Regardless of the make-up of your Board, it has a very important role to play within the decision-making process of your organisation. However, your Board is made up of people and people are not infallible, so it is vitally important that you carry out regular Board Reviews to ensure you are maintaining and demonstrating good governance.

According to the UK Corporate Governance Code, formerly known as the Combined Code, a Board Review is a formal and rigorous evaluation that is carried out annually to identify the strengths and weaknesses of the Board. It is aimed at UK listed companies, but in fact it is equally beneficial to non-listed public and private companies, including not-for-profit organisations and charities.

Conducting a Board Review

While a Board Review can be carried out internally, there is also an argument for using an external body. A thorough Board Review looks at the Board as a whole, as well as the Chair and individual board members. Using an external partner to carry out the review does help to ensure objectivity and reduces the risk of bias, although the Chair needs to lead the process regardless.

The Board

While there is no set framework for what a review of the overall Board should cover, there are key areas such as:

  • How the Board operates as a single entity
  • What the skills and experience make-up of the Board is
  • Whether it has SMART performance objectives and if these have been achieved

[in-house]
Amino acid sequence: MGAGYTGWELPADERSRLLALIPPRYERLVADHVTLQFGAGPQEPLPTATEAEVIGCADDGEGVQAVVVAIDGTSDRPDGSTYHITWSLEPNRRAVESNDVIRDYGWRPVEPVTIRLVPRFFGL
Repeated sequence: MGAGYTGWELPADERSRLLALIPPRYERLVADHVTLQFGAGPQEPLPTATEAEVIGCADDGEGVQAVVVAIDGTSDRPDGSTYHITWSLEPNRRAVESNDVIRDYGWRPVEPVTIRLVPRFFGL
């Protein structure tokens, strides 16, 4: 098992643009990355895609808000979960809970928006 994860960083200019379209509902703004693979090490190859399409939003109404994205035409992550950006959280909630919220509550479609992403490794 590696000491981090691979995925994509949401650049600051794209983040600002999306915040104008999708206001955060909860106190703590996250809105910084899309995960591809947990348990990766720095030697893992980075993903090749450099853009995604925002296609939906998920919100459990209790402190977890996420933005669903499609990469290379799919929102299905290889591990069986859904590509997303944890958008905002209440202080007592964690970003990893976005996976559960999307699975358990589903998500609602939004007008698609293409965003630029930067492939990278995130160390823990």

• Whether the Board receives the right level of information and at the right point in time
The Chair

Possibly the most important and overriding element of the review of the Chair is whether they are able to demonstrate effective leadership. This needs to delve into the effectiveness of the Chair and also the relationships they hold within the Board and also the wider stakeholders.

Individual Board Members

Commitment to the role and effectiveness within the role, including levels of participation, are probably the most important aspects of the review of the individual board members.

Getting the most out of an Annual Board Review

However, it is not enough just to carry out a review. The results from the review need to be developed into an action plan with agreed next steps. These can include anything from setting SMART objectives for the Board as a whole or individual Board directors, through to identifying training requirements to ensure the Board has the necessary skills. Monitoring and review of the plan and the agreed actions should also take place on a regular basis, not just wait for the next review to come around.

Contact the C.Co team to find out how we can help you with your annual Board Review, and work with you to ensure your governance is leading the way.